I understand your policy concerns, but fidelity to the Constitution trumps transient policy concerns. In any event, I'm not sure that the issue of "anchor babies" is a minor one. The Federation for American Immigration Reform estimates that the birthright law accounts for approx. 165,000 births in the US per year.

Posted by: AdamFreedman | January 31, 2011 1:22 PM | Report abuse

Oh, so now you don't care about the founder's intent when they made no restrictions on birth right citizenship, no immigration laws at all. Funny how quickly principles change when bigotry rears its ugly head.

Now if you want to make the case that IF the founders could have foreseen the impact of excessive immigration they would have dealt with it back then. But then I could make the same case about gun laws. If they could have foreseen that our cities would be endangered by gangs using fully automatic weapons, do you think they would have had more to say on the topic?

Posted by: fingersfly | January 31, 2011 11:16 AM | Report abuse

If subject tot the jurisdiction applied to illegal immigrants and their children. The illegal immigrant could be drafted into our armed services and we could "force" the illegal immigrants to leave their children in this country when they are deported. The child is not under our jurisdiction to taken away from his illegal parents who have put him/her in a difficult and child endangering situation, not do we have the jurisdiction to draft his/her parents into our armed forces. It didn't say "under the partial jurisdiction." It said under the jurisdiction as in, completely under our jurisdiction. And little man who am I suppose to be biggotted against. What race, what culture? I am all for equal rights and the fact remains that "all" illegal immigrants have broken our nations immigration laws. The black, brown, yellow and white ones. I want them all deported. Nothing racist about that. You liberals/progressives always throw out the race card when you have nothing else. You're just hot air!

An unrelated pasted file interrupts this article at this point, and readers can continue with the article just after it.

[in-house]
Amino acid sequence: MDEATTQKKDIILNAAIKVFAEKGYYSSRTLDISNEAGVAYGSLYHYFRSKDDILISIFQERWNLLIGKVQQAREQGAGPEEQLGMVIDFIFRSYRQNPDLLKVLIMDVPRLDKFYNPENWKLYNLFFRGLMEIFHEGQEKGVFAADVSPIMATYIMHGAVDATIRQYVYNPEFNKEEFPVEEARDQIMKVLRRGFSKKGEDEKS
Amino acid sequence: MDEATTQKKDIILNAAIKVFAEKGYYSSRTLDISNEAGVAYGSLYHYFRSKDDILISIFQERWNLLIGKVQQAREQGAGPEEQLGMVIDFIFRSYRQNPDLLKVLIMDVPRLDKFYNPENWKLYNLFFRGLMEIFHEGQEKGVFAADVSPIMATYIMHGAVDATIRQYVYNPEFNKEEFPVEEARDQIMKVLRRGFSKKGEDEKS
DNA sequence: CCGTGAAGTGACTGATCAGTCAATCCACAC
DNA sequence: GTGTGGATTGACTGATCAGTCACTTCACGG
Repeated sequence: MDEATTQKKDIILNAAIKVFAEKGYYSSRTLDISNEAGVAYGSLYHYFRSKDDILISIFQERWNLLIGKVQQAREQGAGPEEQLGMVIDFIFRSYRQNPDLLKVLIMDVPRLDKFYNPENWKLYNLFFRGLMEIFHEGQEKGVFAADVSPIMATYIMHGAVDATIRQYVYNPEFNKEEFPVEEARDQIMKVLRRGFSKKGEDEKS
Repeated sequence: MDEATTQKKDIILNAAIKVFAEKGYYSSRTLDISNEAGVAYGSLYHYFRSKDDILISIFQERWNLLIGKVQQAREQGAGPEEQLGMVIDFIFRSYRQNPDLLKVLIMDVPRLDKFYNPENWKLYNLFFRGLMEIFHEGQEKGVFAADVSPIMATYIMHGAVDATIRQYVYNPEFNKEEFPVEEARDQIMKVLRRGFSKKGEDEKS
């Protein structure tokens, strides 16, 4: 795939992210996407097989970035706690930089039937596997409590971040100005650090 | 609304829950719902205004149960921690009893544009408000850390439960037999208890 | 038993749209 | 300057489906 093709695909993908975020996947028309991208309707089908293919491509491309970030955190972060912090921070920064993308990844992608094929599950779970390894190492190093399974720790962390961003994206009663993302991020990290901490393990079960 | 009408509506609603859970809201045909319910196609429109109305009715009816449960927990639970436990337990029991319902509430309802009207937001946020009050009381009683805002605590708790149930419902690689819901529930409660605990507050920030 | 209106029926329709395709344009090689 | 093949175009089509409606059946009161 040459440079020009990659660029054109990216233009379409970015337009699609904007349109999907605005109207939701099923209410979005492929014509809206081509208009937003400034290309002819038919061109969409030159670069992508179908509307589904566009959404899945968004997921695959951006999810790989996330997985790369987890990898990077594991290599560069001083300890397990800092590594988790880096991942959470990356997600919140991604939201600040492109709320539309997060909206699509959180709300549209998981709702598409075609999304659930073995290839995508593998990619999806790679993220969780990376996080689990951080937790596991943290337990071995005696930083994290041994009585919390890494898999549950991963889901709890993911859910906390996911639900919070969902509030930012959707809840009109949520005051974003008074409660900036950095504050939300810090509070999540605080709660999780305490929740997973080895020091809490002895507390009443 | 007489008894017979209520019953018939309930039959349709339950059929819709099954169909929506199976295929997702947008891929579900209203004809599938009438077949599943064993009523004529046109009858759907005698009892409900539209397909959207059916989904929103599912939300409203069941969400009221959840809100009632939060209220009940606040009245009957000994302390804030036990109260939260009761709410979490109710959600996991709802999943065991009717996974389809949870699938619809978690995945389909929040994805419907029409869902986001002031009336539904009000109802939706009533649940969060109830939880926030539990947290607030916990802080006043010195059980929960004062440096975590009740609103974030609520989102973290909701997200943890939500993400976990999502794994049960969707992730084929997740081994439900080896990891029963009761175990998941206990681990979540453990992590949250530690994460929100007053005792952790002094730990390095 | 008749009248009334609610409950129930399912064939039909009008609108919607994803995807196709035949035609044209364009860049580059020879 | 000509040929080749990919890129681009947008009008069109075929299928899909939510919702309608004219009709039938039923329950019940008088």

Posted by: Edie3 | January 31, 2011 1:41 PM | Report abuse

Oh, so now you don't care about the founder's intent when they made no restrictions on birth right citizenship, no immigration laws at all. Funny how quickly principles change when bigotry rears its ugly head.

Now if you want to make the case that IF the founders could have foreseen the impact of excessive immigration they would have dealt with it back then. But then I could make the same case about gun laws. If they could have foreseen that our cities would be endangered by gangs using fully automatic weapons, do you think they would have had more to say on the topic?

Posted by: fingersfly | January 31, 2011 11:16 AM | Report abuse

If subject tot the jurisdiction applied to illegal immigrants and their children. The illegal immigrant could be drafted into our armed services and we could "force" the illegal immigrants to leave their children in this country when they are deported. The child is not under our jurisdiction to taken away from his illegal parents who have put him/her in a difficult and child endangering situation, not do we have the jurisdiction to draft his/her parents into our armed forces. It didn't say "under the partial jurisdiction." It said under the jurisdiction as in, completely under our jurisdiction. And little man who am I suppose to be biggotted against. What race, what culture? I am all for equal rights and the fact remains that "all" illegal immigrants have broken our nations immigration laws. The black, brown, yellow and white ones. I want them all deported. Nothing racist about that. You liberals/progressives always throw out the race card when you have nothing else. You're just hot air!